There were two events that bought us strangers together.  The 1st event was the boat trip to Onuk which only had a narrow entry through the reef and only passable through high tide.  Then the boat trip from Onuk back to the mainland through open waters.  In my haste when booking the tour I didn’t ask questions like will the boat be covered from the elements?  Also I hadn’t even thought about getting on and of the boat which consisted of a narrow piece of wood that was set at a 90 degree angle. 

We had a peaceful boat journey to Candaraman Island, not much swell as the water was protected from the many islands dotted along the way.  Anyway I welcomed the sea spray which was cooling especially with the Philippines heat.  It was the journey from Candaraman to Onuk that changed that.  Although not a major shipping channel we were closer to Malaysia (Borneo) than Manila.  You could see large ocean going vessels in the distance and the swell was considerably larger, especially in a small low lying boat.  We were also sailing into the wind, so a journey that might take an hour turned into two.  We were all happy when we made the outer reef and started to relax.  Looking over the boat’s edge the water was so clear and the colours of the reef were vivid.  Christopher moved to the front of the craft to guide the boat through water as the water become shallower.  However you could hear in the tone of his voice that things weren’t going to plan.  Suddenly, the sound of the boat scrapping the reef.  We were asked to move back, but then the propellor made a horrible clunking sound.  Even with my untrained eye you could see there was no way through.  The next thing I knew the crew and the Filipino guests were jumping off the boat.  What the….?  Was there a hole in the boat?  Raymond, his eyes as big as balloons screamed at me, “get off the boat”. I thought we might be stuck here until the tide rose, not jumping off!  Looking at the fear on the other guests eyes, water and swimming wasn’t something they were comfortable with as they huddled together with their life jackets standing on a large rock.  They were more interested in taking selfies and posing for the camera to show their friends, not evacuating a boat and wading in waist deep water.  So I grabbed my go pro and jumped in.  I just wished I had my togs on and grabbed my goggles as well, as the reef was so full of life.  I swam over to the others and I tried to reassure the young girl, by this time her life jacket was high around her head.  She was petrified, however with some coaxing she started to float with the current towards the boat.  By this time Christopher had moved the boat off the reef.  The next challenge was getting back on.  Lets just say, I use to be able to get my legs over my head, luckily I turned off my Go-pro. We eventually made it to Onuk and once settled in and filling our stomachs with food we bonded and laughed about our adventure.  That night without electricity and only my head lamp for light, we ate an amazing meal of freshly caught tuna cooked by Christopher, played cards and listened to Christopher talk about his dreams and Marco talk about his hopes for a new business venture, selling beauty products.  I have to thank Raymond for being my translator.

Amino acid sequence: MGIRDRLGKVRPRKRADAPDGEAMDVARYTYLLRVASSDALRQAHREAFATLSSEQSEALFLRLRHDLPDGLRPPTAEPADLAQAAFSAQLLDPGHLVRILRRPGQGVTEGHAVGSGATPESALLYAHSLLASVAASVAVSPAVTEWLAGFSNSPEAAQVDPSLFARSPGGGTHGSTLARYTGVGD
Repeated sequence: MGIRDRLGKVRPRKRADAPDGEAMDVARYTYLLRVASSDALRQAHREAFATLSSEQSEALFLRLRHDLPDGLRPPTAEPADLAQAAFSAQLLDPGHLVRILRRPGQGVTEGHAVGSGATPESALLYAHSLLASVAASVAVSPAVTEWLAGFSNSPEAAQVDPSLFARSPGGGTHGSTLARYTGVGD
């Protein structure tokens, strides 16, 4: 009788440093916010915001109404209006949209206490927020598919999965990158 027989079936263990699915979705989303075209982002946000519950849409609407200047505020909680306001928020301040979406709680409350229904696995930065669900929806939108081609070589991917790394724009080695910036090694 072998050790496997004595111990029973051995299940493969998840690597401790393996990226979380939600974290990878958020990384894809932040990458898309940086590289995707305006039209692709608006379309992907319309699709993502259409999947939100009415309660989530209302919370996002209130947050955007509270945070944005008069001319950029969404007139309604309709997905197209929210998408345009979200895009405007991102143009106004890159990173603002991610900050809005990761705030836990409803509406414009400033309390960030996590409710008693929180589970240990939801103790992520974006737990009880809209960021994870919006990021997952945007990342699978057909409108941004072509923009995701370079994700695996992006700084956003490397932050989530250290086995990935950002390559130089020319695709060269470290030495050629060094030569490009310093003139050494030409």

I had planned to wake up to a beautiful sunrise but that turned to despair when the colour of the sky wasn’t crimson but dark grey and ominous.  I could see out in the distance the chop of the sea and I could hear the roar of the waves pound against the reef.  So to did the others.  This time I was ready, I had a plan, just wear my togs and sit further back in the boat.  I am sure everything will be fine.  Christopher got word that the boat was struggling to reach the Island to take as back.  The sea was angry and after a while, with the help of a pair of huge binoculars I could see a small object bobbing up and down in the sea, so tiny and powerless.  I think from the time we first spotted the boat till it reached the outer reef it took 2 hours.  Of course the next problem was how the hell were we going to get past the reef.  After several attempts they decided to anchor the boat at the reef and we were going to meet the boat in the swollen seas on a small wooden canoe.  OMG how the hell are we going to jump from one boat to the other?  Ask no questions I decided was the best option.  So did the others.  So we all crammed in and set off.  The boat was so low in the water my eyes were at water level.    The next trick was leaving the inner reef and tying the canoe to the boat.  It took several attempts whilst the boats were bobbing up and down like yo-yos.  Still the question how do we get from one boat to the other?  I wish now I had my Gopro because I don’t have the language skills to describe how hard this was.  If yesterday was a hassle this was an ordeal if ever there was one.  Somehow though we all managed to crawl on without any injuries.  Now safely on the boat we took off. I put my life jacket on, mainly for protection of the water rather than saving us from going overboard and I sat behind Raymond at the back thinking that I might get some sort of protection.  Well within two minutes that idea went out the window.  The swell was well over 6 meters and at times when on top a wave I felt I was on the big dipper.  The boat would move side to side and fall down the wave with a thud, no cushioned seats on this little beauty.  The motor was struggling, one boy was pushing the hand bilge and Christopher was tossing out water from a saucepan.  When I turned around about 15 minutes later they had changed jobs.  The only thing I was thinking was thank god the water and air was warm.  I could see land in the distance but at no time did I feel we were getting any closer.  Four hours later and not wanting to disappoint us by not going to the pink island Christopher decided to stop at a sand bank.  Now by this stage the last thing on my mind was gee I really want to take photos of me lying on a sandbank.  The boys however thought it was a great idea so of they went lying on the sand, throwing water in the air and taking selfies of the beauty of the sandbank.  I just sat on the boat feeling like I was watching a reality show.  Eventually we made it back to land the journey from the sandbank without a hitch.  The van was waiting to take the 6 hour journey back to Puerto, including a shared shower with 4 others at the back of someones house, in the middle of a field, I kindly declined.  All I wanted was a loo, but that is another story.